It’s truly amazing how much we know about COVID-19 and the virus that causes it (SARS-CoV-2), considering it was only identified a few months ago. However, there are still lots of basic things we don’t understand (yet).

One important question is whether the environment is a significant source of infection. When people breathe, cough, talk or touch surfaces, they can contaminate them with the virus – that’s obvious. But are those surfaces then important source of infection to others, an uncommon source, or not significant at all?  Some people have stuck to the “There’s no evidence of…” line, but we need to bear in mind that “absence of evidence” isn’t the same as “evidence of absence.”

So, what is the evidence for the environment as a source of SARS-CoV-2 exposure?

One thing that is to our advantage here is that coronaviruses, including this one, are enveloped viruses. That means they have a fatty external coating that is relatively easy to disrupt.  As a result, enveloped viruses tend to be pretty wimpy once outside their host. They generally don’t survive well in the environment (though there are exceptions) and they tend to be easy to kill with disinfectants, compared to non-enveloped viruses (like parvovirus, for example) that can live for a long time in the environment and be resistant to many disinfectants. So, long term survival of SARS-CoV-2 outside a host isn’t expected. However, the question remains whether short term environmental survival could be a problem.

A paper in the New England Journal of Medicine (Doremalen et al.) looked at the stability of the COVID-19 virus (and its cousin, the original SARS virus) in aerosols and on different surfaces. Some key points were:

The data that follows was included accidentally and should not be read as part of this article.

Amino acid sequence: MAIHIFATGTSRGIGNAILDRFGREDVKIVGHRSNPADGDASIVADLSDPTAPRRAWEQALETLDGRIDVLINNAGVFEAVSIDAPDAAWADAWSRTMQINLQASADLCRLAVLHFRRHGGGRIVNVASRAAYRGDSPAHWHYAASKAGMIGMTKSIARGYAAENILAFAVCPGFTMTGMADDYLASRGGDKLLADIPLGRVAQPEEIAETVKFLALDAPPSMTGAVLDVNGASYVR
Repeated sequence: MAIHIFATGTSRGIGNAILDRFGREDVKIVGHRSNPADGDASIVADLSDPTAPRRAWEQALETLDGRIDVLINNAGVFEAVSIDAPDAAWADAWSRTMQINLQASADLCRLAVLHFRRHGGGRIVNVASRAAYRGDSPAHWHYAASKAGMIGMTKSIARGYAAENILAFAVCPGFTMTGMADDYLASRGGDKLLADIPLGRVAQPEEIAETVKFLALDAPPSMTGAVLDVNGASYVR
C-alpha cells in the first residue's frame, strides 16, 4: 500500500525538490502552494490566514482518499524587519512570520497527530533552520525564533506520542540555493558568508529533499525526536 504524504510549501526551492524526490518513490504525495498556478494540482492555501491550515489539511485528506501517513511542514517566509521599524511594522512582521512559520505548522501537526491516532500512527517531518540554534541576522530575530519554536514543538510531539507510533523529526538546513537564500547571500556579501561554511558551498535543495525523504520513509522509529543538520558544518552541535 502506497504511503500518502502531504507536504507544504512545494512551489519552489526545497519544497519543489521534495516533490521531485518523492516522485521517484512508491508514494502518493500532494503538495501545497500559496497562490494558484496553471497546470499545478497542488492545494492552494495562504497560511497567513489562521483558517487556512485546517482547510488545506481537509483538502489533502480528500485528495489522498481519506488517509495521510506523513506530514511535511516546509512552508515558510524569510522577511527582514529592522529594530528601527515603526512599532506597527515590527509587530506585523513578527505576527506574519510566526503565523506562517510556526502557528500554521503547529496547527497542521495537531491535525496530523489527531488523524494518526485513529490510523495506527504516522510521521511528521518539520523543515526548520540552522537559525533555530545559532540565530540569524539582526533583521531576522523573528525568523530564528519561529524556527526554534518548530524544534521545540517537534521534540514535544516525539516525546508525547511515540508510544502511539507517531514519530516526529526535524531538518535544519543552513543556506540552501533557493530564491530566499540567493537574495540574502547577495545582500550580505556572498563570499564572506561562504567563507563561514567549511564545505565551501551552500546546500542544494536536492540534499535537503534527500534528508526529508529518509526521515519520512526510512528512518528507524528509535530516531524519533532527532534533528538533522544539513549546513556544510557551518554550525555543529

• The virus remained viable in aerosols for up to 3 hours (which is as long as they tested). The infection load decreased but not substantially.  (This isn’t the topic of this post, but this result has raised a lot of concern in the medical field.)
  • SARS-CoV-2 survived better on plastic and stainless steel compared to copper and cardboard. While the viral loads decreased, viable virus was still present on plastic after 72 hours and on stainless steel for 48 hours.
  • The estimated half live on steel and plastic were 5.6 and 6.8 hours, respectively. That is how long it takes for 50% of the deposited virus to die. So, after 12 hours, ~25% would be left, and so on.

The researchers concluded, Our results indicate that aerosol and fomite transmission of SARS-CoV-2 is plausible, since the virus can remain viable and infectious in aerosols for hours and on surfaces up to days (depending on the inoculum shed). These findings echo those with SARS-CoV-1, in which these forms of transmission were associated with nosocomial spread and super-spreading events, and they provide information for pandemic mitigation efforts.“

We don’t know whether the environment is a problem, but we should assume that can be until proven otherwise. This also relates to animals as environmental sources. We should assume that SARS-CoV-2 deposited on a pet’s haircoat by an infected owner can survive for at least a few hours, so we’re accounting for that in our handling guidelines.

Wash your hands, stay home if you’re sick (or even if you’re not, if you can), cough/sneeze into your elbow, and practice good cleaning and disinfection. The basics of infection control are pretty… well… basic, but they are the mainstay of prevention.